Retirement planning may require a number of challenging conversations around topics such as realistic expectations, potential market downturns, and unexpected events. Panelists again stressed the value of using advanced modeling to give clients a realistic view of savings and investments, appropriate levels of retirement spending, and long-term outcomes. Some clients will be afraid to spend money on things they can afford, while others must be educated on the limits of their post-retirement finances.
One dramatic suggestion, embraced by the entire panel, is to ask clients to conduct a “dress rehearsal” of their retirement spending. As they look ahead toward retirement, clients are encouraged to consider all retirement variables, from pensions, Social Security, withdrawals, and earnings, and agree on a monthly amount for post-retirement spending.
When challenged to live off that amount for six months, the reaction can be eye-opening and lead to additional conversations. For example, when many say the amount is simply too little to live on, the planner can use the response to spark a conversation about additional savings, current lifestyle, and long-term expectations.
Given future uncertainties and family dynamics, even the best plan is no guarantee of long-term success. For practitioners, it is advisable to carefully document all client meetings and recommendations. This is actually required in the new Statement on Standards for Personal Financial Planning Services that will be issued in the near future and will be effective July 1, 2014.
Most CPAs consider themselves proficient in the technical aspects of their profession, but given the realities of modern retirement, forward-looking practitioners are now embracing a far wider set of disciplines. As we learned during this panel discussion, clients can benefit greatly when advisers take the time to understand their entire financial picture as well as their personal needs and concerns.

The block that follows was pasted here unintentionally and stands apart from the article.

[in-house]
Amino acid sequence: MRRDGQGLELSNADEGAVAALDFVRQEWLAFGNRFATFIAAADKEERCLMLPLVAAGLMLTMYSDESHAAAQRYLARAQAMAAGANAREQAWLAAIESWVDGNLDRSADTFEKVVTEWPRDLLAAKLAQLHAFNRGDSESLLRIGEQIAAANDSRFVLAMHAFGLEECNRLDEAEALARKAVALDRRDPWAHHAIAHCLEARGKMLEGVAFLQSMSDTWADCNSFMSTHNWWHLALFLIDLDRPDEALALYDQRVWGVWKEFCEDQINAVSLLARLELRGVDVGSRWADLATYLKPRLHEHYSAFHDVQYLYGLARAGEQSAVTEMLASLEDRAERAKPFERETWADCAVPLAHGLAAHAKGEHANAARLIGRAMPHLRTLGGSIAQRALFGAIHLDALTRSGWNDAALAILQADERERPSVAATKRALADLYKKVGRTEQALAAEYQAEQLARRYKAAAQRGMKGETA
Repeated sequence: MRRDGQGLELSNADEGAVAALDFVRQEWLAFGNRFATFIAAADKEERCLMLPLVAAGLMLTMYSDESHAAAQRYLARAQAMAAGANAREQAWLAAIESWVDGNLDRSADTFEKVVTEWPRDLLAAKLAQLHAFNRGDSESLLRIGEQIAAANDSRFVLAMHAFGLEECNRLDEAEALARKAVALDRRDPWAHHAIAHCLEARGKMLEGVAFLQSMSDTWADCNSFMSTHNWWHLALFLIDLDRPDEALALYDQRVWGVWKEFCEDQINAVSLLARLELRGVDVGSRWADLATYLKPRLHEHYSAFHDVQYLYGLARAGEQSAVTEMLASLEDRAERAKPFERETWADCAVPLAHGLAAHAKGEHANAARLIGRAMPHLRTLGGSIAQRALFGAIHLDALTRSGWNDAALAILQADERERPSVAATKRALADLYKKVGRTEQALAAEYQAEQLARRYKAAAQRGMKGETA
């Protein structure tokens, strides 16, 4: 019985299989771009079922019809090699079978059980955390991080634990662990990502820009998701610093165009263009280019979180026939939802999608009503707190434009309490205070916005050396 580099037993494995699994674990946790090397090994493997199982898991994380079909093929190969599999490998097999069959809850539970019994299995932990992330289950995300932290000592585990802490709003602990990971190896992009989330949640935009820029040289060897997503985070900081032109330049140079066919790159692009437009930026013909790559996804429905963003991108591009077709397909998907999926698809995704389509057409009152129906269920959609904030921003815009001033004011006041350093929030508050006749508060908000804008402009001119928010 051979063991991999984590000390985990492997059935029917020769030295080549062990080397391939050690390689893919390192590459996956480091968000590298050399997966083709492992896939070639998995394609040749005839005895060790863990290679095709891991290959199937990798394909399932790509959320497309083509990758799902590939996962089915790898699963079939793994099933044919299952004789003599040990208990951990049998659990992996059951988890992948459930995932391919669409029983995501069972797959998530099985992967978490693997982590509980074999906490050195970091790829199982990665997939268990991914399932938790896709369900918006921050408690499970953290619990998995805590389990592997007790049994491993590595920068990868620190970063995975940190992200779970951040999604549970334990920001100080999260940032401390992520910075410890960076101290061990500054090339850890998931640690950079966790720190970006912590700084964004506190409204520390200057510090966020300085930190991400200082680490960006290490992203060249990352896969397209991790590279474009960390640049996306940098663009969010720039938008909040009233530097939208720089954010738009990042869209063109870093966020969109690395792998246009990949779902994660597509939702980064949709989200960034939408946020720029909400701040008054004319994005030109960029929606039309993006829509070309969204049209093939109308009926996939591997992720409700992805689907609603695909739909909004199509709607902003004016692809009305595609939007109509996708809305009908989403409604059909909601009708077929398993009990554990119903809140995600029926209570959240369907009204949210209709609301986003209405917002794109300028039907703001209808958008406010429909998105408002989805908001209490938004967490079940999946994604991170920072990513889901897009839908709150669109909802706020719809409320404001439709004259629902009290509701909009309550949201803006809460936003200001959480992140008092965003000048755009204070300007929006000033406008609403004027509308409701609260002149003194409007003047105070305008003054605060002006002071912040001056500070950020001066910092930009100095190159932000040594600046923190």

CPA/PFS Perspectives Series
“Retirement Planning: The Next Phase of Life” is the latest presentation that is part of “CPA/PFS Perspectives,” a multi-part series of webcasts with previously archived topics on growing your practice, offering investment services, and much more. Watch for information on the January 9, 2014 webcast, “CPA/PFS Perspectives on the Use of Technology in a PFP Practice.” Access the CPA/PFS Perspectives Web page for a complete listing of all sessions, including a link to the audio recording and presentation materials for the retirement planning panel discussion.
Other Resources on Retirement Planning
The 2014 Advanced PFP Conference has a Retirement/Elder Planning track that covers many retirement topics, such as Conversations on the Edge of Retirement with Jim Shambo and Bob Veres, Physical and Mental aspects of Aging: Impact on Retirement and Planning, and Guide to Retirement: Separating Fact from Myth. The conference will be held January 20-22, at the Aria Resort and Casino in Las Vegas, Nevada. PFP Section Members, inclusive of PFS Credential holders, and Tax Section members can save an additional $100 on the registration fee. An early bird discount of an additional $75 off the registration fee expires December 6, 2013. For registration information and to download a PDF brochure, visit the conference website. Don’t delay—register today.
PFP Section members, inclusive of CPA/PFS credential holders, have access to many retirement planning related resources. The CPA’s Guide to Social Security Planning and The CPA’s Guide to Financing Retirement Healthcare give practical examples in these complex areas. The Retirement Planning Resource page includes these guides as well as information on Roth IRA conversions, safe withdrawal rates, long-term care planning, and more. Forefield Advisor provides clear and concise consumer-oriented materials on many of these topics with special resource centers for Social Security and healthcare reform.